Saturday, March 07, 2009

Dr. Zag gives the thumbs up to Cage's 2009 thriller Knowing

Hey Harry -

I just got back from a screening of KNOWING and wanted to share my reaction since I’ve been hearing a lot about the movie and haven’t read any reviews yet. I'll start off by prefacing this that it way exceeded my expectations. Yes, it was Alex Proyas so I should have been more excited, but it had been 10 years since his last movie that I loved -- actually one of my top sci-fi of all time -- Dark City. On top of that, it was a new Nic Cage movie, which meant it had a 50% chance of sucking. I was hoping for the Nic Cage from action movies like The Rock or Face/Off, not Ghost Rider or Next Nic.

So imagine my surprise when I walked out of the theater with the initial thought that I'd just seen a brilliant thriller. I'm going to try to keep this as spoiler free as possible, b/c the trailers are doing a great job of concealing some of the shocking (and pleasant) surprises of this movie. It's an intense experience - the movie is filled with a pervasive sense of dread (compounded by the spectacular disaster sequences - Roland Emmerich should take note - this is how you create disaster sequences with shock and consequences while investing people emotionally -- not just empty spectacle). But the turns that this movie takes produce a surprising ray of hope, and not in the Deep Impact or Armageddon kind of way where people improbably save the day in the nick of time.

The movie begins with Cage's son receiving a string of hand written numbers from a time capsule that his (and Nic's former) elementary school unearth. Cage is an astrophysics professor and he is raising his son by himself - his wife died years earlier - and in his opening classroom scenes you get the sense that this loss and his academic philosophy have left him believing that he's living in a world without meaning, where everything happens at random. The discovery that the numbers may have predicted every major disaster (the numbers list date/total deaths/longitude-latitude location) throws this entire belief system into chaos.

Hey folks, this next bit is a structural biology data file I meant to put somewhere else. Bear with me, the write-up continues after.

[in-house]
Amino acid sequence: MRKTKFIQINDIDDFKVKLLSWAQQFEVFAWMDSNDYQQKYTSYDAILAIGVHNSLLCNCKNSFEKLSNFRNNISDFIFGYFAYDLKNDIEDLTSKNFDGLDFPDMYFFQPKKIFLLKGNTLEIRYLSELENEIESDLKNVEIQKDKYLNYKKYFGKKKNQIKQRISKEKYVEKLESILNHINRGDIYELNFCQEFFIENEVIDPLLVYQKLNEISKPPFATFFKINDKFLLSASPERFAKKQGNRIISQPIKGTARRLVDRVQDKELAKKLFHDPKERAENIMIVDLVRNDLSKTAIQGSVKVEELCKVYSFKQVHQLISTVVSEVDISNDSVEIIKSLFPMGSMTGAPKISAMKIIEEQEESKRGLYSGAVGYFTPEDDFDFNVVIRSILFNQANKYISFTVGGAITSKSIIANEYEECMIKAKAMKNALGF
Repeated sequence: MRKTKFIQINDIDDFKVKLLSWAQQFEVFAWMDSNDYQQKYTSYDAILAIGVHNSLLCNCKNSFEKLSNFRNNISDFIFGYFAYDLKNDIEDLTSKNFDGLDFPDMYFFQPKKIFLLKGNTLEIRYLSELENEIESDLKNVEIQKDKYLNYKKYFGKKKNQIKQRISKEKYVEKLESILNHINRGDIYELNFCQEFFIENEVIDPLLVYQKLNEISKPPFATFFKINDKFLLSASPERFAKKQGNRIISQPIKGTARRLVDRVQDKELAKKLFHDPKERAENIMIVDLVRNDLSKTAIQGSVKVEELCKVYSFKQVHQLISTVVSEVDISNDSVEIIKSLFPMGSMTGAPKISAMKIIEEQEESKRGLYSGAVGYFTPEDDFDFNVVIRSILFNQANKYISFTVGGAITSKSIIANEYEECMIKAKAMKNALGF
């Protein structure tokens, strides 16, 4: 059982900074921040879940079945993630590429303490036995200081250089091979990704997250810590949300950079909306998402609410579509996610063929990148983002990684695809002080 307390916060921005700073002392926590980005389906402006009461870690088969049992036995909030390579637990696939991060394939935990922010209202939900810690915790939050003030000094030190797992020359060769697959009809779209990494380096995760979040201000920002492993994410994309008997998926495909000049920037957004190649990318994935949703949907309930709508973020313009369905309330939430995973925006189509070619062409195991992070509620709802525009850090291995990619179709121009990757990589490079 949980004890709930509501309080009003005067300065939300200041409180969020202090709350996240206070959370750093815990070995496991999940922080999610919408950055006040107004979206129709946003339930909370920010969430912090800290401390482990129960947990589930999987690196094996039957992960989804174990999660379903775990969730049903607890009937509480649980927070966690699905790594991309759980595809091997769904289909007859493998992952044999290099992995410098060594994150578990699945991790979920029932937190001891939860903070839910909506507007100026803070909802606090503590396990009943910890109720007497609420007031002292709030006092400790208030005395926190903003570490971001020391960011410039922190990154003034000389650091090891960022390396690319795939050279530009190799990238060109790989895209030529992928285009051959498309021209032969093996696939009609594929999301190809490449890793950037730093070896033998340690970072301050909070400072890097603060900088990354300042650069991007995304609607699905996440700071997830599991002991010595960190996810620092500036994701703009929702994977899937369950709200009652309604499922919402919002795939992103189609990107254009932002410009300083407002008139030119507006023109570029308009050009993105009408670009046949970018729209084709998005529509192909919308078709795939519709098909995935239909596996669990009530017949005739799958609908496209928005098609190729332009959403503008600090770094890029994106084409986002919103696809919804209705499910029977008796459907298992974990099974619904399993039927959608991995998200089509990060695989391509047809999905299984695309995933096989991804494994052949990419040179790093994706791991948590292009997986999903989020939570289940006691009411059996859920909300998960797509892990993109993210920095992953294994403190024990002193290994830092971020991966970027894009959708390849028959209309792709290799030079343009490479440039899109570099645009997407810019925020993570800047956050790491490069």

He doesn't come full circle until a horrifying plane crash matches one of the three number sequences left to happen. It's an insane sequence - shot all in one take (reminded me of those crazy ass action scenes from Children of Men that were done in one unbroken camera shot). After this he becomes a true believer and sets out on a quest to find out who wrote the numbers.

The end of the film is bold - definitely not what I was expecting - especially for a mainstream Hollywood film. I appreciate the fact that Alex Proyas decided not to go the easy way out and give everything a supernatural explanation - it's all readily explainable and it really ties in the theme of spirituality/meaning vs. science/randomness in some unique ways. It's emotional and it will leave you thinking and debating the outcome with your friends. I still can't shake it.

Some gripes -- it sags in the middle a bit after going at a break neck pace for the first half. There are some Cage moments that are a bit cringe-worthy, but all tolerable within the overall journey of his character.

The good - incredible tension throughout most of the film. A threatening sense of dread and a true mystery was unraveled that I didn't see coming. The disaster sequences - jaw-dropping. And the relationship between father and son was particularly affecting.

Overall I'd give this a solid 8 out of 10. Alex Proyas is back folks and Nic Cage can chalk one up to "good" 50% column. He's safe until National Treasure 3.

If you decide to use this review, please call me Dr. Zag.

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